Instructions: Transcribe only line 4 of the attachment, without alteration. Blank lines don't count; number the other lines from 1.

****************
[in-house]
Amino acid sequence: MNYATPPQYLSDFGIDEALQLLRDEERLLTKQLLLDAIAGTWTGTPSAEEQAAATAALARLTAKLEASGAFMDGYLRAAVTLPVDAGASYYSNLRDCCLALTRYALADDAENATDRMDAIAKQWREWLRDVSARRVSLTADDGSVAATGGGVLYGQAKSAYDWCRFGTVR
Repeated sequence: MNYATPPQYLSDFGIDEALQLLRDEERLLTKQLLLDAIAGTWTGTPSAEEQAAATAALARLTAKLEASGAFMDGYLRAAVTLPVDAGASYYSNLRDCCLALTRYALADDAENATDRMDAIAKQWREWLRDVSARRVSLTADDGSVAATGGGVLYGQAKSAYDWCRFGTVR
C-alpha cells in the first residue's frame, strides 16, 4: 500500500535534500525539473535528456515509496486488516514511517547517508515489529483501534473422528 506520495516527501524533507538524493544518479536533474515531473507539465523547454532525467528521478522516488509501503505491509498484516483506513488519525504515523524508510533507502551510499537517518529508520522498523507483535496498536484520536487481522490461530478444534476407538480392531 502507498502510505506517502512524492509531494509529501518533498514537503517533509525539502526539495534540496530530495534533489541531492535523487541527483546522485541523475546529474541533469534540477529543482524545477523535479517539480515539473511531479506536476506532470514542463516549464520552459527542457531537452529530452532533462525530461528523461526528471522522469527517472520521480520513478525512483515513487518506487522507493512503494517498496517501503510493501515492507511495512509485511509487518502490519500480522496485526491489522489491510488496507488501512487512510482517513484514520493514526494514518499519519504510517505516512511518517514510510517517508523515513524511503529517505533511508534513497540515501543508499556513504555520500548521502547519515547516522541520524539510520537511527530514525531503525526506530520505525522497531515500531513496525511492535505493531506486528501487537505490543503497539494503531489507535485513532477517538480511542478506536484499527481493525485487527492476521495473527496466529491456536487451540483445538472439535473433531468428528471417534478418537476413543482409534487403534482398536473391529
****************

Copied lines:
C-alpha cells in the first residue's frame, strides 16, 4: 500500500535534500525539473535528456515509496486488516514511517547517508515489529483501534473422528 506520495516527501524533507538524493544518479536533474515531473507539465523547454532525467528521478522516488509501503505491509498484516483506513488519525504515523524508510533507502551510499537517518529508520522498523507483535496498536484520536487481522490461530478444534476407538480392531 502507498502510505506517502512524492509531494509529501518533498514537503517533509525539502526539495534540496530530495534533489541531492535523487541527483546522485541523475546529474541533469534540477529543482524545477523535479517539480515539473511531479506536476506532470514542463516549464520552459527542457531537452529530452532533462525530461528523461526528471522522469527517472520521480520513478525512483515513487518506487522507493512503494517498496517501503510493501515492507511495512509485511509487518502490519500480522496485526491489522489491510488496507488501512487512510482517513484514520493514526494514518499519519504510517505516512511518517514510510517517508523515513524511503529517505533511508534513497540515501543508499556513504555520500548521502547519515547516522541520524539510520537511527530514525531503525526506530520505525522497531515500531513496525511492535505493531506486528501487537505490543503497539494503531489507535485513532477517538480511542478506536484499527481493525485487527492476521495473527496466529491456536487451540483445538472439535473433531468428528471417534478418537476413543482409534487403534482398536473391529